It’s because there is no need for weapons or armor when one is already standing inside a mighty fortress.


It’s because while I want you to say that you like me, to tell me I’m okay, to say that we are the same, you and I… I don’t need you to say those things. If no one ever likes or loves me again and I am left with only God, I will still have too much acceptance and love to handle well, or respond to appropriately, or endure gracefully. I can tell you the truth of my heart because when you handle my heart imperfectly, it’s okay, I forgive you already. You don’t have to love me perfectly. I don’t depend on you for that. You can be human, and you can make mistakes with my heart. Because if you hurt me, if you accidentally ignore me, if you love me imperfectly, I still have perfect love to turn to, to remember, to feel. And so I feel safe with you. And you can feel safe with me too, because I will never expect you to be someone you’re not. We don’t need to be afraid of each other. Perfect love casts out fear.

And when I tell you about Bubba and Sister and Husband and Tisha and you say that you wish you had a perfect family, too, please understand that my family is not perfect. Lord, no. None of us loves each other perfectly. But I don’t need them to love me perfectly because I already have perfect love. We are all wired to need perfect love but none of us is wired to offer it. Because we are meant to find it only in God. So I don’t ask my family for perfection. I forgive them their humanness, and search for their divinity, knowing that we usually find exactly what we we’re looking for. And when I catch glimpses of their divinity, I notice and share it. Just like my family and Jesus do for me.


I’d like to begin this Christmas week by saying Happy Birthday and Thank You to Our Jesus. He guided these words, and they are meant for you. It’s not an accident that you are reading them. He wants you to know that He loves you like you are the only little girl in the world. You don’t have to be a grown up for Him. You don’t need to bring Him gifts. Just play. He’ll listen and smile. And we’ll dance.



Dec 232009
 

Happy Christmas Eve, Eve Monkees. Today’s post is about The Hulls. Read this to get the background.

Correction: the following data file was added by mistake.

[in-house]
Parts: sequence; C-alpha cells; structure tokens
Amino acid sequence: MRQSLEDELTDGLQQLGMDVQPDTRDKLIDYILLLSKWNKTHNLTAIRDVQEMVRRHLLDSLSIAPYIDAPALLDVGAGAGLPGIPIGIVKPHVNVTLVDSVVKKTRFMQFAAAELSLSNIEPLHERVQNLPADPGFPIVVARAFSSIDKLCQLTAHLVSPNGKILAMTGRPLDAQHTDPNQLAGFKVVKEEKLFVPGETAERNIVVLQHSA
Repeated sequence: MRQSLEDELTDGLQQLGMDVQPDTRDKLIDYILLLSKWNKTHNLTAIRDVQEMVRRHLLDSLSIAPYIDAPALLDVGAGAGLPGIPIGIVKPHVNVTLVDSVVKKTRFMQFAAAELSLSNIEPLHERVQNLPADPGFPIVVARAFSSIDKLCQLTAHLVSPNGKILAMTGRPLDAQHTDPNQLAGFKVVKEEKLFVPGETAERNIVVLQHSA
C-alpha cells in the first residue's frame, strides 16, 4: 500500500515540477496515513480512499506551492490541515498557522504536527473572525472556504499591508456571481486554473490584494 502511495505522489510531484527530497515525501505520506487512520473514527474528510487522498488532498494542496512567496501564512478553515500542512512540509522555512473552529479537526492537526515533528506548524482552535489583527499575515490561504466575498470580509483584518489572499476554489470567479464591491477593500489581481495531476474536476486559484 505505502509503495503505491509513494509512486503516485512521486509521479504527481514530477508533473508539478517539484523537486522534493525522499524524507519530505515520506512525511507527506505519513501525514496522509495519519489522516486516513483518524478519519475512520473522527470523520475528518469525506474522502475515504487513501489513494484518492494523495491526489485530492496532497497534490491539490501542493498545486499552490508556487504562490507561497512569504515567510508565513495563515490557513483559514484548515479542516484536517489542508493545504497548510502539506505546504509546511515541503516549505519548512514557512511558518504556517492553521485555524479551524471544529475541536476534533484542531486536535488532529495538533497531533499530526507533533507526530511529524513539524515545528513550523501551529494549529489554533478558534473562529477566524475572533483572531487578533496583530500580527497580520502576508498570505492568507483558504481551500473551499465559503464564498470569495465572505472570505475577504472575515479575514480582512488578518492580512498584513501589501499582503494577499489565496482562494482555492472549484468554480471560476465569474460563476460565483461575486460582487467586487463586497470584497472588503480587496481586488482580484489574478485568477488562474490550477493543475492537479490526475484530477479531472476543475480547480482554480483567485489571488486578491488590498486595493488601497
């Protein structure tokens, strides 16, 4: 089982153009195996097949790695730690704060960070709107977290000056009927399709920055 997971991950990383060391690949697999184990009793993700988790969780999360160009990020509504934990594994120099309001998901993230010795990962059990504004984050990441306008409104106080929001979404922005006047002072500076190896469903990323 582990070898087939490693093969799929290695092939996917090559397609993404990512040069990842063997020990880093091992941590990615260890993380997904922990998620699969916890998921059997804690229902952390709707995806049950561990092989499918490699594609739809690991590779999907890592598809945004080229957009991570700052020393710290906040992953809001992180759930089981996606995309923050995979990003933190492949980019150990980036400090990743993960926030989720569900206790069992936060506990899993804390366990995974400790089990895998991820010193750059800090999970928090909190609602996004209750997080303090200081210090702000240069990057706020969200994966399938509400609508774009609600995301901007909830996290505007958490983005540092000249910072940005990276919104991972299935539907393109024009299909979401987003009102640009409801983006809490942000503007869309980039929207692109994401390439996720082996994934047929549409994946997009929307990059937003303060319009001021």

“If we have no peace, it’s because we have forgotten that we belong to each other.”

Mother Teresa


It’s important to use the right words to describe people. Words can create categories in our brains and hearts and when we categorize people, it’s easy to start thinking in terms of “them” and “us.” That kind of thinking can be dangerous, because it’s not the truth. If there is one thing I know for sure, it’s that we all belong to each other. We are all just one big, messy US, and that makes us responsible for each other. In our suburban lives we probably don’t use unfair laws and violence to separate and insulate ourselves from people…to pretend that the categories “them” and “us” exist… but I think sometimes we accidentally use words to the same end.

That’s why I have trouble using or accepting the terms “less fortunate” or “needy” to describe those who could presently use a little financial help.

The toughest and most enlightening job I ever had was teaching third grade at a school made up largely of recent immigrants in Annandale, Virginia. Once I accepted an invitation to the home of a beautiful little girl from El Salvador. Her family welcomed me into their teeny, unfurnished home and they fed me and hugged me and rocked what seemed like a million happy babies and all the big kids giggled and glowed. They worshipped their father and adored their mother. They served me as a cherished guest in their home. They didn’t have much by way of material comforts, but I left their home with an understanding that they were a very, very fortunate family.

And we have all seen news story after news story about families with every material wish granted, millions in the bank and the world at their fingertips, but they fall apart anyway. They seem pretty unfortunate to me.

So “less fortunate” doesn’t work for me, and “needy” doesn’t either. Unless I’m referring to humanity in general. Or unless I add a describing word. For example, “Hello, friend? Are you financially needy at the moment? Nice to meet you. I am emotionally, spiritually, mentally, and culinarily needy today. I’ll add more tomorrow.” This type of thing. We all have needs. We are all needy. Just in shifting categories at different moments and seasons of life.